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Mixed reaction to NI spud seed rules

18 May 2001
Mixed reaction to NI spud seed rules

By Andrew Swallow

NEW restrictions limiting the use of farm-saved potato seed to just one year in Northern Ireland have met a mixed response among growers.

The Department of Agriculture and Rural Development says the ruling aims to improve the quality of ware potatoes and protect plant health status.

Reversing the decline in Northern Irelands seed industry, which has plummeted from 4000ha in 1990 to an expected 900ha this year, is a key aim.

Meeting an EU plant health directive and improving ware production standards are other goals.

But some growers fear the ruling will allow seed producers and merchants to raise seed prices.

And even if seed prices do not rise, the loss of second year home-saved seed will cost others dearly.

It will make it much more expensive for us to grow potatoes, says FARMERS WEEKLY barometer farmer Mark McFerran.

Seed cost for his 11ha (27 acres) of Navan potatoes is about 150/ha (60/acre) having been multiplied up twice from super elite seed bought in two years ago.

Even though we are two years down the line I believe it is still SE quality, says Mr McFerran.

But all of it would fall foul of the new regulations which come into force on December 31.

However, others have welcomed the changes, saying it will raise the standard of potato production, whether for ware or seed.

We should be planting certified seed every year, says Brian Lilburn, who grows about 180ha (450 acres) of ware for pre-pack near Moira, Co Down.

This will take some of the cowboys out of the system.

DARDs Brian Gallagher says potentially 80% of growers could be affected by the ruling, which will cost growers an average 2000 a year more.

But that should be recouped in better returns in the long run, he claims. Growers will be able to sell more or produce more.

An Ulster Farmers Union proposal that all ware should be grown from certified seed stimulated the ruling, says Mr Gallagher.

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Mixed reaction to NI spud seed rules

18 May 2001
Mixed reaction to NI spud seed rules

By Andrew Swallow

NEW restrictions limiting the use of farm-saved potato seed to just one year in Northern Ireland have met a mixed response among growers.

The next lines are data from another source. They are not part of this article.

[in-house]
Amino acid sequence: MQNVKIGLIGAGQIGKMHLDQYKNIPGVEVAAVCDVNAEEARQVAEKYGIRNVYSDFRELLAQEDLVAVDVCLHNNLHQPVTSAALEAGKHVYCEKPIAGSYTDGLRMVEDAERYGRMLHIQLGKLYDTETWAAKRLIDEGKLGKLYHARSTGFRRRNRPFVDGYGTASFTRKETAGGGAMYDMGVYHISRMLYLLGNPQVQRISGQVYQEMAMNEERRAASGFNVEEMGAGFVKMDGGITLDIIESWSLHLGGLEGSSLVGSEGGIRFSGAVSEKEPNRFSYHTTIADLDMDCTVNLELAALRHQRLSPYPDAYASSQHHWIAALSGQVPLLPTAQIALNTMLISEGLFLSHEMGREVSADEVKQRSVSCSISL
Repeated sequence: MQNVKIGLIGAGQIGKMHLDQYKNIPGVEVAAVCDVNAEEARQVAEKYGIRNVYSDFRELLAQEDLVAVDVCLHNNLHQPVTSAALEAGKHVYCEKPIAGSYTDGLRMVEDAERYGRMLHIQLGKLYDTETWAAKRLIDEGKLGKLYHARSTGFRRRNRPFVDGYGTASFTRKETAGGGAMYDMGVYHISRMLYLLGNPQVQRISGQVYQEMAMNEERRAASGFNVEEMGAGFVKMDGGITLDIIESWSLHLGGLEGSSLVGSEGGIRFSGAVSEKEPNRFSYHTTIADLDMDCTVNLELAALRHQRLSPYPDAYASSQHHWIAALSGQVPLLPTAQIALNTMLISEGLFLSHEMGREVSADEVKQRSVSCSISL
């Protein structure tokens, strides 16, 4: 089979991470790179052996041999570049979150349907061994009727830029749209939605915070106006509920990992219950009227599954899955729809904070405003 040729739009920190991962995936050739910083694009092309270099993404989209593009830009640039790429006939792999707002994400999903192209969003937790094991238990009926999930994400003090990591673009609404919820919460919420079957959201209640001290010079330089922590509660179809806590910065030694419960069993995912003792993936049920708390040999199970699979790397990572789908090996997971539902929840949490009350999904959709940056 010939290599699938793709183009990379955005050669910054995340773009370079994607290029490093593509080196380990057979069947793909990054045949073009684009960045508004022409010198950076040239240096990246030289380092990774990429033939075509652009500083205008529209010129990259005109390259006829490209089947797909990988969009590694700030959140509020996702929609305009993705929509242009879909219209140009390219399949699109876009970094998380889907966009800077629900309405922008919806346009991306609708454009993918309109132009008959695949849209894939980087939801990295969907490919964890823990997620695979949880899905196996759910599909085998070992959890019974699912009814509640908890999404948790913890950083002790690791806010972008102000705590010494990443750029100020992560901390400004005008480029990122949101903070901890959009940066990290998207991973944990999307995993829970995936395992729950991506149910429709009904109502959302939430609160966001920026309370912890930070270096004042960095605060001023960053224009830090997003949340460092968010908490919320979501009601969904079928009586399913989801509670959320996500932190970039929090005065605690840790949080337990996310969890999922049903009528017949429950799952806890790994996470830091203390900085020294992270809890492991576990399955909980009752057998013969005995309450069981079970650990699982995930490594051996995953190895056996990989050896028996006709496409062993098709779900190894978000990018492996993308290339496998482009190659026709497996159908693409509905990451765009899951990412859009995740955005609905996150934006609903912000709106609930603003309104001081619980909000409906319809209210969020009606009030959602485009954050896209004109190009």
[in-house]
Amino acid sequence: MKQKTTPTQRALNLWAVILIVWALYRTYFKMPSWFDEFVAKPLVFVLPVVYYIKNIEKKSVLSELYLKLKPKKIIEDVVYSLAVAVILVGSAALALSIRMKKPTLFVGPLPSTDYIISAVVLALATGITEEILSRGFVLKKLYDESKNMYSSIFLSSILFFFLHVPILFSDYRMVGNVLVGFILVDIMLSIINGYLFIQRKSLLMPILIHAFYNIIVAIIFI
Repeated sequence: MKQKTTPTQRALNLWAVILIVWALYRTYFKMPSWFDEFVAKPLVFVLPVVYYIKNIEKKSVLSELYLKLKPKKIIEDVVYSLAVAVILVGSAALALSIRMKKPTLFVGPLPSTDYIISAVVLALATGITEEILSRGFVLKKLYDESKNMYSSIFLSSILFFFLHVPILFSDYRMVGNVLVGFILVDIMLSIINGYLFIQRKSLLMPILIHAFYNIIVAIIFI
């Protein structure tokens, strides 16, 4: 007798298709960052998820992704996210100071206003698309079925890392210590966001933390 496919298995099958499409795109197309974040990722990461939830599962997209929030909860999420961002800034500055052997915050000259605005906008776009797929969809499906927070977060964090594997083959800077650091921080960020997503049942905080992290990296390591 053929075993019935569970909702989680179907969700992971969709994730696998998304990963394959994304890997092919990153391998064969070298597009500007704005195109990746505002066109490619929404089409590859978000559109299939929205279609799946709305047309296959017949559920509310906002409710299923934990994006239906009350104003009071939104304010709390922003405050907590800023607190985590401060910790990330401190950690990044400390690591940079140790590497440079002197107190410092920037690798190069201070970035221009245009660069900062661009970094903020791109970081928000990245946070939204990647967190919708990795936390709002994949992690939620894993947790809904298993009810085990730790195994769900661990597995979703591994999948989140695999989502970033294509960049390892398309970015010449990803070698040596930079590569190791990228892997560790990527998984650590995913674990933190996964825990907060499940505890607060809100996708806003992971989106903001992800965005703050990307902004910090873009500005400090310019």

The Department of Agriculture and Rural Development says the ruling aims to improve the quality of ware potatoes and protect plant health status.

Reversing the decline in Northern Irelands seed industry, which has plummeted from 4000ha in 1990 to an expected 900ha this year, is a key aim.

Meeting an EU plant health directive and improving ware production standards are other goals.

But some growers fear the ruling will allow seed producers and merchants to raise seed prices.

And even if seed prices do not rise, the loss of second year home-saved seed will cost others dearly.

It will make it much more expensive for us to grow potatoes, says FARMERS WEEKLY barometer farmer Mark McFerran.

Seed cost for his 11ha (27 acres) of Navan potatoes is about 150/ha (60/acre) having been multiplied up twice from super elite seed bought in two years ago.

Even though we are two years down the line I believe it is still SE quality, says Mr McFerran.

But all of it would fall foul of the new regulations which come into force on December 31.

However, others have welcomed the changes, saying it will raise the standard of potato production, whether for ware or seed.

We should be planting certified seed every year, says Brian Lilburn, who grows about 180ha (450 acres) of ware for pre-pack near Moira, Co Down.

This will take some of the cowboys out of the system.

DARDs Brian Gallagher says potentially 80% of growers could be affected by the ruling, which will cost growers an average 2000 a year more.

But that should be recouped in better returns in the long run, he claims. Growers will be able to sell more or produce more.

An Ulster Farmers Union proposal that all ware should be grown from certified seed stimulated the ruling, says Mr Gallagher.

FREE NEWS UPDATE
CLICK HERE to receive FWis FREE new daily email newsletter to keep up-to-date with the latest on election news, foot-and-mouth and other farming-related stories

Farm e-Business Survey. Click here to enter and win 100 Amazon vouchers

    Read more on:
  • News
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